A Beatle in the Berkshires: Ringo Starr to perform at Tanglewood in June

Ringo Starr performs in August, during a concert marking the 50th anniversary of Woodstock in Bethel, N.Y. The former Beatle's All Starr Band will perform at Tanglewood in June, as part of a tour that celebrates his 80th birthday - and the 30th anniversary of his band.

LENOX — Although Tanglewood has hosted many rock, pop and jazz superstars since the late 1960s, it's never had a Beatle grace the stage.

But that will change on June 19, when Ringo Starr and His All Starr Band will appear as part of his 80th birthday celebration tour.

The tour also is in support of his 20th studio album, "What's My Name," and marks the 30th anniversary of his All Starr Band.

It was announced Monday on Starr's website and was picked up by multiple music websites. The tour also includes a show at Boston's Boch Centre-Wang Theatre on June 10.

The Boston Symphony Orchestra confirmed the booking in a message to The Eagle on Wednesday. Tickets will go on sale Feb. 9. The 2020 Tanglewood summer season will be announced on Nov. 21.

Ticket sales for the rest of the Starr tour begin at 10 a.m. Nov. 13 through Ticketmaster. In addition to the Boston booking, Starr will perform at New York's famed Beacon Theater.

The album's title track is described as "a rousing anthem written by a returning All Starr Band member, Colin Hay, based on a familiar chant from Ringo's live shows." The recording is "the latest in a series of heartfelt and homespun records that Starr has produced in his home studio and a distinguished, ever-changing yet often repeating cast of musical characters and friends playing along with Ringo," according to his website.

Those friends include Paul McCartney, Joe Walsh, Edgar Winter and Dave Stewart, among others. The current band includes Hay, Steve Lukather, Gregg Rolie, Warren Ham, Gregg Bissonette and Hamish Stuart.

Starr has also just released "Another Day In The Life," the third in his series of books with Genesis Publications, following "Postcards From The Boys" (2003) and "Photograph" (2013). The new book features previously unpublished collection of his photographs, captioned with his own thoughts and anecdotes.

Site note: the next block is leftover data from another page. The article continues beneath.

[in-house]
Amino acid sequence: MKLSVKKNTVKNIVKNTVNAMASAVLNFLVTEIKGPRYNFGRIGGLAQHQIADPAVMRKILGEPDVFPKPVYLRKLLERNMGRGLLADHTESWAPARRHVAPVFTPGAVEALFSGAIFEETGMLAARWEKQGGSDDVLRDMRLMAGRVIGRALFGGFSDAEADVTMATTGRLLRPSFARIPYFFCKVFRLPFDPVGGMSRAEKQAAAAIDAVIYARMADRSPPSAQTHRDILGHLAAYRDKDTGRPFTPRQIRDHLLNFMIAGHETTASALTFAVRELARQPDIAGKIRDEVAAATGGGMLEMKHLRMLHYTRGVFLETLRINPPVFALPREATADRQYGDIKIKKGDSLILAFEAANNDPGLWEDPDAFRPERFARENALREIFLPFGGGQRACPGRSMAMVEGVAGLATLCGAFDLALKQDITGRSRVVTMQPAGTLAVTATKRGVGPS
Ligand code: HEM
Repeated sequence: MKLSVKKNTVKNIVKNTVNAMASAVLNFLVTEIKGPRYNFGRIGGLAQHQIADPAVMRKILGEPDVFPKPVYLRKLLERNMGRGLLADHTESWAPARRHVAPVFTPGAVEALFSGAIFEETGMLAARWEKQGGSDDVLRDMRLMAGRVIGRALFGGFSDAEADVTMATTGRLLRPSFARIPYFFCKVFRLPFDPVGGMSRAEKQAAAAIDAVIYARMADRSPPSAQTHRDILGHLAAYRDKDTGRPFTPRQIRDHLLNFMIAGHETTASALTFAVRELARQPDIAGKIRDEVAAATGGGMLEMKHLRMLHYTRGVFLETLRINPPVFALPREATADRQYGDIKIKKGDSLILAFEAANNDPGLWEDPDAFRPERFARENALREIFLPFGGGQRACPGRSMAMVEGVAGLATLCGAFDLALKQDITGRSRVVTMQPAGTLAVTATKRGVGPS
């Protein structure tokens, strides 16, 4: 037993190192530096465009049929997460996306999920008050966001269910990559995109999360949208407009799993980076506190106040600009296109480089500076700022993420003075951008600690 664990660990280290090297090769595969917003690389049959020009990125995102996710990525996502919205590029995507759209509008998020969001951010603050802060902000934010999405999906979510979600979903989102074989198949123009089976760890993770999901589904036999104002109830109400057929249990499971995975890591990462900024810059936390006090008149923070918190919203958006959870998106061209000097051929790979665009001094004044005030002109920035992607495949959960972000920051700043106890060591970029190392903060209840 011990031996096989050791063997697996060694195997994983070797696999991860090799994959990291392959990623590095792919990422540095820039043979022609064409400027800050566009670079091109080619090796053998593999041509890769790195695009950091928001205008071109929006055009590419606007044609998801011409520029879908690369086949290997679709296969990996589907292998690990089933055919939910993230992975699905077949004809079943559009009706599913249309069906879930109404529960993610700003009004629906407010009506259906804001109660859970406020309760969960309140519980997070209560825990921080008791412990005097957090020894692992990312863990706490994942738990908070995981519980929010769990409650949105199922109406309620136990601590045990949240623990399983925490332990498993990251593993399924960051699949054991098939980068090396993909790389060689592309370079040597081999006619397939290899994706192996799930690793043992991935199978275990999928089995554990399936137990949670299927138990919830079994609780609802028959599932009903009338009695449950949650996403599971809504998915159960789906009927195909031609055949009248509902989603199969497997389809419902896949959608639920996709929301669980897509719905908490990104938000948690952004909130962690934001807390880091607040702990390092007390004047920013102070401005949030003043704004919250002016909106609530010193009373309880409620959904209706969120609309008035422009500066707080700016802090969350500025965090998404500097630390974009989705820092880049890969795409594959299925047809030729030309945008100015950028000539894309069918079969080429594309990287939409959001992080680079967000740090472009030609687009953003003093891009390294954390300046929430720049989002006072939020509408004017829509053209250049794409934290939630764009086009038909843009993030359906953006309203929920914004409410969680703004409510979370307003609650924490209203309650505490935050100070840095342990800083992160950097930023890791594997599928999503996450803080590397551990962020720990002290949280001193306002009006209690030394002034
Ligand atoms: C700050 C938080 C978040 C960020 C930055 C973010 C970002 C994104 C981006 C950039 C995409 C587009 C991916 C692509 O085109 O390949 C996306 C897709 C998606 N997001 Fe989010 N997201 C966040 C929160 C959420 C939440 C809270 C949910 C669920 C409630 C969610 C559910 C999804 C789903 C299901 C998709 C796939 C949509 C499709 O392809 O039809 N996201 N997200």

Last Saturday, Mayor John Mirisch of Beverly Hills, Calif., welcomed Sir Richard Starkey — Starkey is Starr's birth name — and Lady Starkey, joined by family and friends, at the dedication of Starr's "Peace & Love" sculpture at its permanent installation in the Beverly Hills Garden Park.

Standing 8 feet tall and weighing nearly 1,500 pounds, the polished stainless steel sculpture replicates the hand gesture Starr adopted in 1969. "Peace & Love" is a mantra that has become synonymous with Starr's name, and he has dedicated his birthday, July 7, toward spreading that message.

As the drummer for the Beatles from 1962 until the band broke up in 1970, Starr typically sang a lead vocal, one song per album, including "With a Little Help from My Friends," "Yellow Submarine," "Good Night," "Boys" and the group's cover of "Act Naturally."

He also wrote and sang several Beatles tracks, including "Don't Pass Me By" and "Octopus's Garden," and is credited as a co-writer of others, including "What Goes On."

Starr appeared in Beatles films and released several top-selling singles after the group broke up, including "It Don't Come Easy," "Photograph" and "You're Sixteen." Since 1989, he has toured with 13 combinations of Ringo Starr & His All Starr Band.

In 2011, Rolling Stone readers named Starr the fifth-greatest drummer of all time. He was inducted into the Rock and Roll Hall of Fame as a Beatle in 1988, and re-inducted for his solo career in 2015, making him one of 21 performers so honored more than once.

According to music industry sources, he is the richest drummer in the world with a net worth of $350 million.